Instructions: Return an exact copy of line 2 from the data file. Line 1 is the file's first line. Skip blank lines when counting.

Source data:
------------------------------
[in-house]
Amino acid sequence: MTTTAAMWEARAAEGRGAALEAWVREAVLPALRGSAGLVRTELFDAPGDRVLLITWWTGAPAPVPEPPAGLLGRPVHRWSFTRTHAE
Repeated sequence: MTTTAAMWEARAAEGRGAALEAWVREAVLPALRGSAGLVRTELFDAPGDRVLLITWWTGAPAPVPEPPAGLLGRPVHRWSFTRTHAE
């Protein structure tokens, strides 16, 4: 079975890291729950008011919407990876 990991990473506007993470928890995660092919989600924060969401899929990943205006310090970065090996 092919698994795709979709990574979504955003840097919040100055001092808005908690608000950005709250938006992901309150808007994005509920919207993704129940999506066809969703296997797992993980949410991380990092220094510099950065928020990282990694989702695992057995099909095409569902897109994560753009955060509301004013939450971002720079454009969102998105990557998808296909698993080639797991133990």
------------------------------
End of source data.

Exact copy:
Amino acid sequence: MTTTAAMWEARAAEGRGAALEAWVREAVLPALRGSAGLVRTELFDAPGDRVLLITWWTGAPAPVPEPPAGLLGRPVHRWSFTRTHAE